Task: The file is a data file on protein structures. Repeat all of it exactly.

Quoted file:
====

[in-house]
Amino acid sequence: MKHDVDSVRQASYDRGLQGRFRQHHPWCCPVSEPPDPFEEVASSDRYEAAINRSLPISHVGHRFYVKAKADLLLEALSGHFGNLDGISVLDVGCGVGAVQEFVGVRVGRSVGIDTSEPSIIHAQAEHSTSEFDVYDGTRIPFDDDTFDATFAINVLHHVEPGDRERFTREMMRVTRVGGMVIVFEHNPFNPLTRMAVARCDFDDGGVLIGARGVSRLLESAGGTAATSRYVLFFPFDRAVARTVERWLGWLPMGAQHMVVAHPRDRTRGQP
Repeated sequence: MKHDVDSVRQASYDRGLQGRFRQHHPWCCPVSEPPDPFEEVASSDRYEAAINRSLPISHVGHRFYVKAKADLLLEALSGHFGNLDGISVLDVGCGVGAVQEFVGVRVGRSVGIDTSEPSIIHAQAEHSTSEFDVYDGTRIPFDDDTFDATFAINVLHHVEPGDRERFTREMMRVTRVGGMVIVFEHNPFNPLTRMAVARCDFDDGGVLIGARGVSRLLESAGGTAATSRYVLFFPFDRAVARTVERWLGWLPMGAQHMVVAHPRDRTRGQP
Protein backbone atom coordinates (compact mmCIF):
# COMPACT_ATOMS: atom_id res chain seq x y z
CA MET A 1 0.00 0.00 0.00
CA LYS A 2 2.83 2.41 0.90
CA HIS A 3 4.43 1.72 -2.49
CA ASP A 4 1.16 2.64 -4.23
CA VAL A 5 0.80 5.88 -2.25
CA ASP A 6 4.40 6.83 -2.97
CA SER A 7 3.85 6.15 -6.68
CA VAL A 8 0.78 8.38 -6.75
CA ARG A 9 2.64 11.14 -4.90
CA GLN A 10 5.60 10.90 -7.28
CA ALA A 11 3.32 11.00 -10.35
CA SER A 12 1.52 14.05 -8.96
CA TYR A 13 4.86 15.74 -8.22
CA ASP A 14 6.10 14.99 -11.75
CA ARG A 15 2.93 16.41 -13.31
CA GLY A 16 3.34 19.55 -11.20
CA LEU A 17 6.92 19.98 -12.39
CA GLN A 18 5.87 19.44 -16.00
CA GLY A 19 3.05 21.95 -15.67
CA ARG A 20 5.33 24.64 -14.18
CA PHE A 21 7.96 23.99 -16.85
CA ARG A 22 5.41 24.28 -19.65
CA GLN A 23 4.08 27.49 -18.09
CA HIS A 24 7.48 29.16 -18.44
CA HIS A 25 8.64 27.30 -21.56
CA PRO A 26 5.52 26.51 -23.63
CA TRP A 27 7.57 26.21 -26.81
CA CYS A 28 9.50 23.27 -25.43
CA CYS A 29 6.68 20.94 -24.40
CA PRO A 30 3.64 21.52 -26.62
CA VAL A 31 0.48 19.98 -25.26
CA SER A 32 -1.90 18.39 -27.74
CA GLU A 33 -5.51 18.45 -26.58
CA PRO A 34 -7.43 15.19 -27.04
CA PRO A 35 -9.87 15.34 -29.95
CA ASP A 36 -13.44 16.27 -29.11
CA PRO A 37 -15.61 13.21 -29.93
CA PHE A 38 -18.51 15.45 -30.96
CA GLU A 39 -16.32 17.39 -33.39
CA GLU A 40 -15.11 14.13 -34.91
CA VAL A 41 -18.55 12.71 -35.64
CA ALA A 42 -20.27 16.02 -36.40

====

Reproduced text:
[in-house]
Amino acid sequence: MKHDVDSVRQASYDRGLQGRFRQHHPWCCPVSEPPDPFEEVASSDRYEAAINRSLPISHVGHRFYVKAKADLLLEALSGHFGNLDGISVLDVGCGVGAVQEFVGVRVGRSVGIDTSEPSIIHAQAEHSTSEFDVYDGTRIPFDDDTFDATFAINVLHHVEPGDRERFTREMMRVTRVGGMVIVFEHNPFNPLTRMAVARCDFDDGGVLIGARGVSRLLESAGGTAATSRYVLFFPFDRAVARTVERWLGWLPMGAQHMVVAHPRDRTRGQP
Repeated sequence: MKHDVDSVRQASYDRGLQGRFRQHHPWCCPVSEPPDPFEEVASSDRYEAAINRSLPISHVGHRFYVKAKADLLLEALSGHFGNLDGISVLDVGCGVGAVQEFVGVRVGRSVGIDTSEPSIIHAQAEHSTSEFDVYDGTRIPFDDDTFDATFAINVLHHVEPGDRERFTREMMRVTRVGGMVIVFEHNPFNPLTRMAVARCDFDDGGVLIGARGVSRLLESAGGTAATSRYVLFFPFDRAVARTVERWLGWLPMGAQHMVVAHPRDRTRGQP
Protein backbone atom coordinates (compact mmCIF):
# COMPACT_ATOMS: atom_id res chain seq x y z
CA MET A 1 0.00 0.00 0.00
CA LYS A 2 2.83 2.41 0.90
CA HIS A 3 4.43 1.72 -2.49
CA ASP A 4 1.16 2.64 -4.23
CA VAL A 5 0.80 5.88 -2.25
CA ASP A 6 4.40 6.83 -2.97
CA SER A 7 3.85 6.15 -6.68
CA VAL A 8 0.78 8.38 -6.75
CA ARG A 9 2.64 11.14 -4.90
CA GLN A 10 5.60 10.90 -7.28
CA ALA A 11 3.32 11.00 -10.35
CA SER A 12 1.52 14.05 -8.96
CA TYR A 13 4.86 15.74 -8.22
CA ASP A 14 6.10 14.99 -11.75
CA ARG A 15 2.93 16.41 -13.31
CA GLY A 16 3.34 19.55 -11.20
CA LEU A 17 6.92 19.98 -12.39
CA GLN A 18 5.87 19.44 -16.00
CA GLY A 19 3.05 21.95 -15.67
CA ARG A 20 5.33 24.64 -14.18
CA PHE A 21 7.96 23.99 -16.85
CA ARG A 22 5.41 24.28 -19.65
CA GLN A 23 4.08 27.49 -18.09
CA HIS A 24 7.48 29.16 -18.44
CA HIS A 25 8.64 27.30 -21.56
CA PRO A 26 5.52 26.51 -23.63
CA TRP A 27 7.57 26.21 -26.81
CA CYS A 28 9.50 23.27 -25.43
CA CYS A 29 6.68 20.94 -24.40
CA PRO A 30 3.64 21.52 -26.62
CA VAL A 31 0.48 19.98 -25.26
CA SER A 32 -1.90 18.39 -27.74
CA GLU A 33 -5.51 18.45 -26.58
CA PRO A 34 -7.43 15.19 -27.04
CA PRO A 35 -9.87 15.34 -29.95
CA ASP A 36 -13.44 16.27 -29.11
CA PRO A 37 -15.61 13.21 -29.93
CA PHE A 38 -18.51 15.45 -30.96
CA GLU A 39 -16.32 17.39 -33.39
CA GLU A 40 -15.11 14.13 -34.91
CA VAL A 41 -18.55 12.71 -35.64
CA ALA A 42 -20.27 16.02 -36.40